Last week, he faced renewed questions from the opposition over whether his family's company, Groupe Genco, had received a contract to build or renovate publicly subsidized daycares.

Premier rejects calls for inquiry

Despite the ongoing probes into several ministers, there is not enough information as yet to warrant the public inquiry demanded by opposition parties, Charest said.

"In the other cases, all we have are allegations, insinuations and an opposition party who …  abuses its [parliamentary immunity] on any subject to try to damage the credibility of the government," the premier said.

The opposition Parti Québecois continued its appeal for a wider-scale investigation into the Liberal Party's fundraising practices.

'The Liberal government … has been corrupted by the power of money,"—Québec Solidaire MNA Amir Khadir

In a news conference Thursday at the national assembly, PQ House Leader Stéphane Bédard said Tomassi's firing only fuels doubts about the Liberal government's integrity. Bédard said the premier should stop "his denial" and order a public inquiry.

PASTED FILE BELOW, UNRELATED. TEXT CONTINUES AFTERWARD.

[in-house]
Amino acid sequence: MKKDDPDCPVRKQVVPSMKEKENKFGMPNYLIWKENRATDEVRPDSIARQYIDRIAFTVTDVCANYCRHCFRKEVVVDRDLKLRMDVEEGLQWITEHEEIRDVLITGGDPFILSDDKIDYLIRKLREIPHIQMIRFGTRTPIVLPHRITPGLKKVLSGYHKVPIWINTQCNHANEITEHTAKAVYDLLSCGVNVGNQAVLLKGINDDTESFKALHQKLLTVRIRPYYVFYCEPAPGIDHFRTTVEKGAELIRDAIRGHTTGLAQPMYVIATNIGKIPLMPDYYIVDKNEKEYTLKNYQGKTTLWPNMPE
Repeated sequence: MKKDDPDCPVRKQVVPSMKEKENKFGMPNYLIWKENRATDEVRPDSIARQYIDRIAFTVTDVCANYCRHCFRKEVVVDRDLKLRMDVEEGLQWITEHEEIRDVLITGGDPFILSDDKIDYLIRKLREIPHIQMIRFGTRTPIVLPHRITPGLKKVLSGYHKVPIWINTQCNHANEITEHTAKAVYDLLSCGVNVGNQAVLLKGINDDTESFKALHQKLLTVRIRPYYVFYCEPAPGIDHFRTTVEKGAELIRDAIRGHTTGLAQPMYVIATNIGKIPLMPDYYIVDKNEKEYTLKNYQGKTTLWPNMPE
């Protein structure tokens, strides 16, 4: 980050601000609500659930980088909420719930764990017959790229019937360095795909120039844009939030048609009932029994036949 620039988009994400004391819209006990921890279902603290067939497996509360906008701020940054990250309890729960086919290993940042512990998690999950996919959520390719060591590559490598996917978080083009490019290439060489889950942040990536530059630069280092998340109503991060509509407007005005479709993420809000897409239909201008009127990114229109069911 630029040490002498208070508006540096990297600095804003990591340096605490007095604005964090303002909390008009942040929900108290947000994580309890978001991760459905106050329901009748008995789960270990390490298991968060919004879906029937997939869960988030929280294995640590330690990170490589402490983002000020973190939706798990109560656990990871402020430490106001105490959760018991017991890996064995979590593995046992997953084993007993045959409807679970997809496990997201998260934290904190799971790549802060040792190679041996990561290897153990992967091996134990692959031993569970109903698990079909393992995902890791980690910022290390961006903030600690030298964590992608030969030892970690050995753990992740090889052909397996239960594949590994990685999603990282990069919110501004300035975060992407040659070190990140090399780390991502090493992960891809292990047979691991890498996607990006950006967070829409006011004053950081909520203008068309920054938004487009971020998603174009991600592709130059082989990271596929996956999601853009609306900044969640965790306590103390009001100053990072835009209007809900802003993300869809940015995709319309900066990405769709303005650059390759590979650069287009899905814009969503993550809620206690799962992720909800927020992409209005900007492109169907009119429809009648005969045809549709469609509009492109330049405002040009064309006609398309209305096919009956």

"It is a veritable system that … gives this appearance of corruption and that must be washed," said Bédard.

Those sentiments were echoed by members of the two other opposition parties.

"This does nothing to change the appearance of collusion and the influence of major Liberal Party donors on the government's actions," said Action Démocratique Leader Gérard Deltell.

"The Liberal government … has been corrupted by the power of money," said Québec Solidaire MNA Amir Khadir. "If the government is convinced of the contrary, Mr. Charest has no other choice before him but to call a public inquiry."

The Charest government has faced mounting questions about allegations of corruption.

In October, a special police squad, Operation Hammer, was launched to address questions of corruption and collusion in the construction industry following allegations that firms had collaborated with criminal elements to drive up the cost of public contracts.

Then, in April, Charest ordered a public inquiry into Quebec's process of selecting judges after former justice minister Marc Bellemare alleged he was pressured to name certain judges to the bench based on the recommendations of major Liberal Party fundraisers.

Charest said Immigration Minister Yolande James would add Tomassi's duties to her list of responsibilities.